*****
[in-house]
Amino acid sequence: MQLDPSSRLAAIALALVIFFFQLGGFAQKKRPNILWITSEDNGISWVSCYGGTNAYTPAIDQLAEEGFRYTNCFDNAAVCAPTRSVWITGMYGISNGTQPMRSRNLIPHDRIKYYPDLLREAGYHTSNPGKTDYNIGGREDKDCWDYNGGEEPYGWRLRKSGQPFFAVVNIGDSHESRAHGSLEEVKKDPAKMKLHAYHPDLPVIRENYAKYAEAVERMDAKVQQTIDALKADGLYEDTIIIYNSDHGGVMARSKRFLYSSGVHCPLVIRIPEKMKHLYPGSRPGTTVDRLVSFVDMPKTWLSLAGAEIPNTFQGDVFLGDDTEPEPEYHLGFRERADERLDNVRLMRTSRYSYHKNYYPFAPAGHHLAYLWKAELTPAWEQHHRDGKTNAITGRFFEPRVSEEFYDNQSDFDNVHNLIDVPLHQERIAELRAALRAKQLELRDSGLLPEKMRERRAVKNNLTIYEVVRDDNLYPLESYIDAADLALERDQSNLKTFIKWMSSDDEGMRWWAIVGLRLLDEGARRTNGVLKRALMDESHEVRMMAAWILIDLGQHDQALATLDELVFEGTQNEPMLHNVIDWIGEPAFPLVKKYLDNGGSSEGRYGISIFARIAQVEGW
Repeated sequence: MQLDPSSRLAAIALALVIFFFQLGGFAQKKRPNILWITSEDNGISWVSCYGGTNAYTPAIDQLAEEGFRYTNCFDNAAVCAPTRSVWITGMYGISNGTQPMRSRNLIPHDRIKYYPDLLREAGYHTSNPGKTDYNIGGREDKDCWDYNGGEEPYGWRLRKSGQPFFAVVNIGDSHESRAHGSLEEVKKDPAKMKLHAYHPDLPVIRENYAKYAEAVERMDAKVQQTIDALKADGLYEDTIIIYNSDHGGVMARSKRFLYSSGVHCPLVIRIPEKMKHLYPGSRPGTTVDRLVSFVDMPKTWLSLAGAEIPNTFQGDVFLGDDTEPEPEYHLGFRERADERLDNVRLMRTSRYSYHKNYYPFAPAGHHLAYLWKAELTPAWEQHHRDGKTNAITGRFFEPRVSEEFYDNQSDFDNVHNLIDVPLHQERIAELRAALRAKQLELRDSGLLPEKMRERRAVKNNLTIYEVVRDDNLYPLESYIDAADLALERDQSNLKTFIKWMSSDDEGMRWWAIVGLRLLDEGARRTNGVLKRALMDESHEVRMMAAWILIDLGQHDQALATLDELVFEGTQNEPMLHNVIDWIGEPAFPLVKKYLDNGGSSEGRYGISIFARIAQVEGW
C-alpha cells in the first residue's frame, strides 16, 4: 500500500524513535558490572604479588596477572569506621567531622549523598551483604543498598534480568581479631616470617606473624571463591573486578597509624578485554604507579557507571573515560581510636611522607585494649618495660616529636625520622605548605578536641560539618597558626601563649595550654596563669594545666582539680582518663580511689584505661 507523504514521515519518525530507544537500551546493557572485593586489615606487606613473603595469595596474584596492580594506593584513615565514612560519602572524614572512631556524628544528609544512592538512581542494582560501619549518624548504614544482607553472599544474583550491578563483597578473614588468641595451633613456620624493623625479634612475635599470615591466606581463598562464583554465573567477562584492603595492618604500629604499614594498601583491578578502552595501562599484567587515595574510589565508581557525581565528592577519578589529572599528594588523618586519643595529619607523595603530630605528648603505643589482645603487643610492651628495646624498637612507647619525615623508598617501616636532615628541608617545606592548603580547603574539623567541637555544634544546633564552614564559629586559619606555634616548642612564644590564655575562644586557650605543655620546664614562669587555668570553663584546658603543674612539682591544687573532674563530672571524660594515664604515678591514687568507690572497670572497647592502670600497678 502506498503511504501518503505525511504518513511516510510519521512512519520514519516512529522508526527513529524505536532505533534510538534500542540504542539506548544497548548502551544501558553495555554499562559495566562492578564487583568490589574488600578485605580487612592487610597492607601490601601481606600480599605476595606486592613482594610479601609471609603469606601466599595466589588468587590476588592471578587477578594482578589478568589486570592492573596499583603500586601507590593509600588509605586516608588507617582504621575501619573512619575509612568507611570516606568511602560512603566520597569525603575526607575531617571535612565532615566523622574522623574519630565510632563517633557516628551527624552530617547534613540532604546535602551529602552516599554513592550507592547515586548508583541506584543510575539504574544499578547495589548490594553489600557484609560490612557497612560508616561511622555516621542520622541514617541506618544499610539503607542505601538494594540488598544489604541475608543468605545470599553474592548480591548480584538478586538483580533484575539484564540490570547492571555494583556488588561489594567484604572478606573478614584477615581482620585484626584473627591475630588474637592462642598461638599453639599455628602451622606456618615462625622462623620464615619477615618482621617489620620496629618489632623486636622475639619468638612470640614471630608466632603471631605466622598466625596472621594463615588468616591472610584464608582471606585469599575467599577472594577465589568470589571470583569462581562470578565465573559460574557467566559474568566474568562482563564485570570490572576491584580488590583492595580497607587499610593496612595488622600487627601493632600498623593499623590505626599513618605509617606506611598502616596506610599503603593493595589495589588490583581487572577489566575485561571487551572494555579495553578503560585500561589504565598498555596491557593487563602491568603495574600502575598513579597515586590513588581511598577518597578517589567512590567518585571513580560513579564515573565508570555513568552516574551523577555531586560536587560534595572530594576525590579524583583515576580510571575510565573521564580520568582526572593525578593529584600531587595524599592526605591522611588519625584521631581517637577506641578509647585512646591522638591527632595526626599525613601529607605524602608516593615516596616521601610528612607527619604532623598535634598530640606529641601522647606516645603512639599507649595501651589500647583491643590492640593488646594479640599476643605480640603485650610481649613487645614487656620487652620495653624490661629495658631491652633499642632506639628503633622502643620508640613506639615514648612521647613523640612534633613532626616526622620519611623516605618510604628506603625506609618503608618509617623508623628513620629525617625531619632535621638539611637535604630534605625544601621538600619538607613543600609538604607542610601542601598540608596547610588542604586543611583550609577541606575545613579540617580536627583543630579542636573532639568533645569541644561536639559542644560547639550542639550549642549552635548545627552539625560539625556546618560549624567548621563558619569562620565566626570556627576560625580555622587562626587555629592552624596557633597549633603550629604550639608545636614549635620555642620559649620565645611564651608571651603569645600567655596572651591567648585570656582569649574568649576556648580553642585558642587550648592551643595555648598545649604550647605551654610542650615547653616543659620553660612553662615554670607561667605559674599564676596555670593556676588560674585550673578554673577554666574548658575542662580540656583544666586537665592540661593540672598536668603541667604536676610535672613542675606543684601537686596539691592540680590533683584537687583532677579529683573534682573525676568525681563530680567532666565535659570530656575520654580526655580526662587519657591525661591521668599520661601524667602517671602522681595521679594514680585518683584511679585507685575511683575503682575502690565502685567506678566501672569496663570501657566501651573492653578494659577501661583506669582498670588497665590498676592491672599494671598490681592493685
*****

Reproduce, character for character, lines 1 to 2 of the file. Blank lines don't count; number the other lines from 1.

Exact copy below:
[in-house]
Amino acid sequence: MQLDPSSRLAAIALALVIFFFQLGGFAQKKRPNILWITSEDNGISWVSCYGGTNAYTPAIDQLAEEGFRYTNCFDNAAVCAPTRSVWITGMYGISNGTQPMRSRNLIPHDRIKYYPDLLREAGYHTSNPGKTDYNIGGREDKDCWDYNGGEEPYGWRLRKSGQPFFAVVNIGDSHESRAHGSLEEVKKDPAKMKLHAYHPDLPVIRENYAKYAEAVERMDAKVQQTIDALKADGLYEDTIIIYNSDHGGVMARSKRFLYSSGVHCPLVIRIPEKMKHLYPGSRPGTTVDRLVSFVDMPKTWLSLAGAEIPNTFQGDVFLGDDTEPEPEYHLGFRERADERLDNVRLMRTSRYSYHKNYYPFAPAGHHLAYLWKAELTPAWEQHHRDGKTNAITGRFFEPRVSEEFYDNQSDFDNVHNLIDVPLHQERIAELRAALRAKQLELRDSGLLPEKMRERRAVKNNLTIYEVVRDDNLYPLESYIDAADLALERDQSNLKTFIKWMSSDDEGMRWWAIVGLRLLDEGARRTNGVLKRALMDESHEVRMMAAWILIDLGQHDQALATLDELVFEGTQNEPMLHNVIDWIGEPAFPLVKKYLDNGGSSEGRYGISIFARIAQVEGW